Transplant Stories

Marilee Chananie

By 2019-01-31 Aug 11th, 2020 No Comments

Organ Donation is a conversation, and we want to TELL your stories. Today we feature our first transplant recipient story, the story of Marilee Chananie from KZN.

1. Which organ/tissue did you receive, and in what year?

I had a simultaneous Pancreas Kidney Transplant in 2014

2. What was life like before the transplant? How did you spend your days?

I have always been active and on-the-go doing stuff. Until I really got ill and doing a lot became very challenging. Lack of energy, a sore aching body (because I was poisoned by my kidney’s inability to clean my blood) meant I was quite poorly. Notwithstanding this, I continued to work full time and even take a daily walk to keep “fit for transplant”. To be honest I also slept a lot and was very depressed. At the same time I was trying to finish my Masters degree. Women are good at multitasking, aren’t we? I was lucky my boss was very understanding and on the days I went to dialysis, I was allowed to work from home afterwards. In the weeks leading up to transplant however, I was rapidly declining with my liver and heart taking a lot of strain. I was breathless, had no energy and was nauseous most of the time. I began to lose hope, I wanted to give up.

3. Describe the emotions experienced when you received “The Call” for your transplant?

I was calm because it was entirely surreal to me. I switched into my practical mode – one which means almost zero emotion, just practical tasks. I set about making sure my bag was ready, whilst my husband organized a way for us to get to Joburg quickly. Even as I was taken into theater, it still didn’t feel real. As I lay on the table though, I was overwhelmed with a mix of emotions. Gratitude beyond mere words, hope all would turn out well; sadness for the grieving a family was going through…and indeed I felt a lot of love for all those around me. I had not had time to have any pre-med so believe me, no drugs were involved in how I was feeling – simply no panic, just serenity.

4. What is life like now, after the transplant?

Initially I was like the Road Runner – couldn’t keep me still. But this caught up with me within 10 weeks and I ended up having a really challenging time, in and out of hospitals for the next 5 months! I was more in hospital than I was at home. Yet since I am determined not to let anything get me down, I continued to study and finish my Master’s degree and I continued to work, even in isolation in hospital. I have an amazing job and employer who did a lot to accommodate me and my unique circumstances. Best of all I am healthy and don’t have to be on dialysis or take insulin and my liver, heart and lungs are all strong and healthy. I participate daily in sporting activities, and recently qualified to attend the World Transplant Games to be held in the UK next year as a member of the SA National Team.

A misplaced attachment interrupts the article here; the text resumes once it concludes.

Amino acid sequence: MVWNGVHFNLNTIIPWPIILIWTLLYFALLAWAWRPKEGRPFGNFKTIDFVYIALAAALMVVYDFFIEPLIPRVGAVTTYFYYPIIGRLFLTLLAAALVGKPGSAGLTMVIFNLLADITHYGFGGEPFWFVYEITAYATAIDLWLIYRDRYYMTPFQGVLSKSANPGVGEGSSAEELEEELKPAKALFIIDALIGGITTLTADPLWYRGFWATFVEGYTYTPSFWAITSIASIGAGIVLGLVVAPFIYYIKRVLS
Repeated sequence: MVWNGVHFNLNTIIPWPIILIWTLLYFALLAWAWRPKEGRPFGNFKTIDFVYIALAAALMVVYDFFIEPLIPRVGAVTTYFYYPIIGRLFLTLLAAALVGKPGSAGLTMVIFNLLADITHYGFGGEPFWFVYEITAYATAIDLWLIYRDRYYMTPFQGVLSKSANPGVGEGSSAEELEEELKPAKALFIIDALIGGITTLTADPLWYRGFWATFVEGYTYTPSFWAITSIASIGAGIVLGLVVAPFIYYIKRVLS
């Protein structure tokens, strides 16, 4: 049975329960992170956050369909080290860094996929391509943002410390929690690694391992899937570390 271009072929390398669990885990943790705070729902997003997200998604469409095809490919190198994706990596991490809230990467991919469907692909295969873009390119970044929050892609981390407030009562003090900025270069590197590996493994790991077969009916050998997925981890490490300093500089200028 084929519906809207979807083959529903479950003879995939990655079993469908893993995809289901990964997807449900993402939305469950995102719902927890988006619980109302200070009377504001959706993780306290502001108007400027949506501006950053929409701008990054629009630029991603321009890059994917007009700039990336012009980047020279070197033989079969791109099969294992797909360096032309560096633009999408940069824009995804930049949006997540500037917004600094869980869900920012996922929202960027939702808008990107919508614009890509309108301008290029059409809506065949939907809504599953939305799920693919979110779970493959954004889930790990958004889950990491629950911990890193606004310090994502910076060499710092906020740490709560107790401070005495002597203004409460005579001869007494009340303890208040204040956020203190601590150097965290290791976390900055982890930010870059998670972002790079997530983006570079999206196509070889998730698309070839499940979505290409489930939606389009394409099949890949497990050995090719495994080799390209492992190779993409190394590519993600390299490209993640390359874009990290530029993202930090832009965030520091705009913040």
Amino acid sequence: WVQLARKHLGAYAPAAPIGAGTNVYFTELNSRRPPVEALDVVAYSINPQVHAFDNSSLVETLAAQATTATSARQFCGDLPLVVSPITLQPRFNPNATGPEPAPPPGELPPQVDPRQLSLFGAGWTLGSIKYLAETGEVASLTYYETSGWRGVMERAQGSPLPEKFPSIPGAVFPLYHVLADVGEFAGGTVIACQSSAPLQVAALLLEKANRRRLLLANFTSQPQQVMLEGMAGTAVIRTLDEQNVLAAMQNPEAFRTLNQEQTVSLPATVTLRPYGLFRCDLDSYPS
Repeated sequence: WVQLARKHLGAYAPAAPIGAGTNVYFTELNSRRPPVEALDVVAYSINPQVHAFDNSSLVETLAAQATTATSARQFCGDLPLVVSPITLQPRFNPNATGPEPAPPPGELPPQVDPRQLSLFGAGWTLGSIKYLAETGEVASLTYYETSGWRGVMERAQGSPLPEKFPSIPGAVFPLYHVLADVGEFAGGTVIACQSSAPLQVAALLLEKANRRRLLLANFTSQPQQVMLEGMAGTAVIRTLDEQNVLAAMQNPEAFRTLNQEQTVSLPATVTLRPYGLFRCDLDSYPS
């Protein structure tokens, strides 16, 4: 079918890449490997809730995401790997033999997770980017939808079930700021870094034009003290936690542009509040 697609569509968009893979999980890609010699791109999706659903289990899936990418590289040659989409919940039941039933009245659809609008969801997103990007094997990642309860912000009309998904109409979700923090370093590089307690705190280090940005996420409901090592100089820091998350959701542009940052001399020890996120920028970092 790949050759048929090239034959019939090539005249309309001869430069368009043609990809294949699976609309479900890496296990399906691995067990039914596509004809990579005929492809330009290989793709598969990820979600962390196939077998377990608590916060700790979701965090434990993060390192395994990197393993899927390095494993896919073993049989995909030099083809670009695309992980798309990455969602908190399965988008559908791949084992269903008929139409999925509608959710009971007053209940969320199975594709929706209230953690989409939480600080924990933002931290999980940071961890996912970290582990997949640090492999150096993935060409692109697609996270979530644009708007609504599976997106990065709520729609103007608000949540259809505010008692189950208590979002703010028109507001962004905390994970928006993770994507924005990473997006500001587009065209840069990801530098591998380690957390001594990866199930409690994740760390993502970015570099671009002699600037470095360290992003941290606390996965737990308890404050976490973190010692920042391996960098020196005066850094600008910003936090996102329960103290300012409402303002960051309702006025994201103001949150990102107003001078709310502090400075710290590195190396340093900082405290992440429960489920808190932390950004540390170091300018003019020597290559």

5. What advice would you give patients on the waiting list?

Make sure you join a support group who can help you deal with your physical and emotional well-being. Normal healthy people just don’t get how it is to be that sick and to be facing your mortality. Those who are waiting or have been on the journey will help you and give your care givers a bit of time off from you. It isn’t easy for them either as they watch you deteriorate. Also, try to keep “transplant fit” by following your doctor’s orders regarding nutrition and exercise.

6. Why do you think there is a shortage of donors in South Africa?

I think people don’t want to talk about it because death is scary, but in truth, you don’t necessarily have to die to donate (like in the case of a kidney or lobe of your liver or even bone marrow). Additionally, I think we have massive cultural barriers as well, and generally speaking the public is poorly informed. This is compounded by the fact that Government does nothing to promote organ donation. It has become a fact that awareness is now reliant on those private individual and NGOs out there to push for more public awareness. Lack of funding to drive awareness is hampering education efforts as well – our economy currently is rather unsupportive all round in the areas of donation and transplantation. It is up to the graduating medical professionals to already have a positive mindset regarding donation; it is up to existing professionals to continue their development by learning about donation and sharing their knowledge; the people passionate about 2nd chances at life, like TELL and myself, will continue to do our bit to educate and inform.

7. If you could describe transplant in one word, what would it be?

One word isn’t enough! At my best effort though I would have to say “SYMBIOSIS”. I get to live on thanks to the gifts from my donor; and my donor gets to leave a legacy – and in a way, live on in me.

LAST THOUGHTS…Whilst death is tragic and devastating, the pain of this event is balanced out by the good donation does, saving so many lives, and giving recipients a chance to have a better quality of life, and a 2nd chance to make a real difference in a world that needs caring people. I am forever grateful to my donor’s family for saying YES to donation. If I can but ask one thing: Please have the organ donation conversation with your family and friends. Let them know your wishes, know what theirs are too.

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